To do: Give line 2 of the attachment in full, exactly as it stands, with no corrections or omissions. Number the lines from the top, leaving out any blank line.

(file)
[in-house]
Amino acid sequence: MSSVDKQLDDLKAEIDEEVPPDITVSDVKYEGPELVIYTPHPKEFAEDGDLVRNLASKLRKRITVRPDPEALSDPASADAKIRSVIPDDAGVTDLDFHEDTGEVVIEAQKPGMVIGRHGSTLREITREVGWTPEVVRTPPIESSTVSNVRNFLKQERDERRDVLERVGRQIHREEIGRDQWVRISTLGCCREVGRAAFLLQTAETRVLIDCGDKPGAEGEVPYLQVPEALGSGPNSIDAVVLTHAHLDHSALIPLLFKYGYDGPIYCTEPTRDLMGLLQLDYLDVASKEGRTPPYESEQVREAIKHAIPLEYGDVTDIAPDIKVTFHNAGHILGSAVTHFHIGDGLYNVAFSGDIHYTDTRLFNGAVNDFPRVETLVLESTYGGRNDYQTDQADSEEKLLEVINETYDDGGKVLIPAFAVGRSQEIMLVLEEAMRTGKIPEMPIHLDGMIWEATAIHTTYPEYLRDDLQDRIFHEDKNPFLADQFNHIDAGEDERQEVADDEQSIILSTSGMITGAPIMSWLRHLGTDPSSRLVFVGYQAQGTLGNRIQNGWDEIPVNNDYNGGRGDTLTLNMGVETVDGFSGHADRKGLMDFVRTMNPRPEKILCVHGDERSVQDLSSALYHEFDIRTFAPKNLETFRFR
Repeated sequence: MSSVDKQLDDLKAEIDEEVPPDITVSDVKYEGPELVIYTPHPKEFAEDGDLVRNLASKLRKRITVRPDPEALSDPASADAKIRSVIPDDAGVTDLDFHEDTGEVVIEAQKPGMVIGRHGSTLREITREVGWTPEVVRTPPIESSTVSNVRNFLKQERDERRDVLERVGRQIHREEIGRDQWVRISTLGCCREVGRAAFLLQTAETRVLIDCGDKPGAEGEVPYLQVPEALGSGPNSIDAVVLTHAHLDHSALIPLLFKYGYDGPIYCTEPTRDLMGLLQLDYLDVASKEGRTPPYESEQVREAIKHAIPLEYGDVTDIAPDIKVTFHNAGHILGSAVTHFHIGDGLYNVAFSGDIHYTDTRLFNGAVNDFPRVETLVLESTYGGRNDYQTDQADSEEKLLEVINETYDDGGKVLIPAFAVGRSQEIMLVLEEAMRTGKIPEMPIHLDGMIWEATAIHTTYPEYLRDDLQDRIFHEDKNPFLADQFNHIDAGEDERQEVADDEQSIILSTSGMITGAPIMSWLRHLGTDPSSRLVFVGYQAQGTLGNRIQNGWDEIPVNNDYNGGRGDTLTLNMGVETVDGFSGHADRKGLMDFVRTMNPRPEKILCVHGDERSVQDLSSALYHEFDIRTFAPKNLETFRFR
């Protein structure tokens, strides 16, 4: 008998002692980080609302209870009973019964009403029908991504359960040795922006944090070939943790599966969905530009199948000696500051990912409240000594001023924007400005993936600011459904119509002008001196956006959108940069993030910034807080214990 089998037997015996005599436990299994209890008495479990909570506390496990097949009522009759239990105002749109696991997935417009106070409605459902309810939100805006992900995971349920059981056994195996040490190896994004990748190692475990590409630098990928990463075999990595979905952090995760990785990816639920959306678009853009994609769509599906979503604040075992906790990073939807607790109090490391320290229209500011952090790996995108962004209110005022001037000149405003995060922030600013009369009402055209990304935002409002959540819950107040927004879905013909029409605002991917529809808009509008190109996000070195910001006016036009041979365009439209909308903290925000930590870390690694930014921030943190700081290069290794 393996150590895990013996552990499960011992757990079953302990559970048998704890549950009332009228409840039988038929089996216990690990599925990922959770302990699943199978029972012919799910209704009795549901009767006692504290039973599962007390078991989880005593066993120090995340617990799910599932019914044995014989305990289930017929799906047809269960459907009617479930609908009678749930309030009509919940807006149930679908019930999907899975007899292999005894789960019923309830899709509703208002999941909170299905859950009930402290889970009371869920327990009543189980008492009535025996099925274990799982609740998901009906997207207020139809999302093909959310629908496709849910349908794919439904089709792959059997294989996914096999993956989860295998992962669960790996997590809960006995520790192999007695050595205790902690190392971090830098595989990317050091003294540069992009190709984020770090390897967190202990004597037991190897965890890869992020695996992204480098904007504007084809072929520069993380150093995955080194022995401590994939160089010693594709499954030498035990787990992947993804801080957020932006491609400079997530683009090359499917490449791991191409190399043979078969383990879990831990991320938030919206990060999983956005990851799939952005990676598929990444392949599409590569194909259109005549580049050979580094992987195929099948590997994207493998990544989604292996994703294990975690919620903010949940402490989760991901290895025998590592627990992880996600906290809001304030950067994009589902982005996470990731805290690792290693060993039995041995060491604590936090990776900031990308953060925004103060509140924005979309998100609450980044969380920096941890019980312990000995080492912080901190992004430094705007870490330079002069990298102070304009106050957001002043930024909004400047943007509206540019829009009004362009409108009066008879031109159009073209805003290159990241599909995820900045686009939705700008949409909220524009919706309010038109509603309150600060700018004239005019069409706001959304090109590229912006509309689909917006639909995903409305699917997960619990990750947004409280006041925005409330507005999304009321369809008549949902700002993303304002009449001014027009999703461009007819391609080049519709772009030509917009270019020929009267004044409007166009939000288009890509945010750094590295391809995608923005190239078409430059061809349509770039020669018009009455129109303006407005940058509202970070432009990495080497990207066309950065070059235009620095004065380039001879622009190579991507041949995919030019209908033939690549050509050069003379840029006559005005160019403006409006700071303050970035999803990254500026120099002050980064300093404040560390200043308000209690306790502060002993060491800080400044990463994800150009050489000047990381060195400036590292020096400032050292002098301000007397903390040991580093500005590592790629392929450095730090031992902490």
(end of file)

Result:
Amino acid sequence: MSSVDKQLDDLKAEIDEEVPPDITVSDVKYEGPELVIYTPHPKEFAEDGDLVRNLASKLRKRITVRPDPEALSDPASADAKIRSVIPDDAGVTDLDFHEDTGEVVIEAQKPGMVIGRHGSTLREITREVGWTPEVVRTPPIESSTVSNVRNFLKQERDERRDVLERVGRQIHREEIGRDQWVRISTLGCCREVGRAAFLLQTAETRVLIDCGDKPGAEGEVPYLQVPEALGSGPNSIDAVVLTHAHLDHSALIPLLFKYGYDGPIYCTEPTRDLMGLLQLDYLDVASKEGRTPPYESEQVREAIKHAIPLEYGDVTDIAPDIKVTFHNAGHILGSAVTHFHIGDGLYNVAFSGDIHYTDTRLFNGAVNDFPRVETLVLESTYGGRNDYQTDQADSEEKLLEVINETYDDGGKVLIPAFAVGRSQEIMLVLEEAMRTGKIPEMPIHLDGMIWEATAIHTTYPEYLRDDLQDRIFHEDKNPFLADQFNHIDAGEDERQEVADDEQSIILSTSGMITGAPIMSWLRHLGTDPSSRLVFVGYQAQGTLGNRIQNGWDEIPVNNDYNGGRGDTLTLNMGVETVDGFSGHADRKGLMDFVRTMNPRPEKILCVHGDERSVQDLSSALYHEFDIRTFAPKNLETFRFR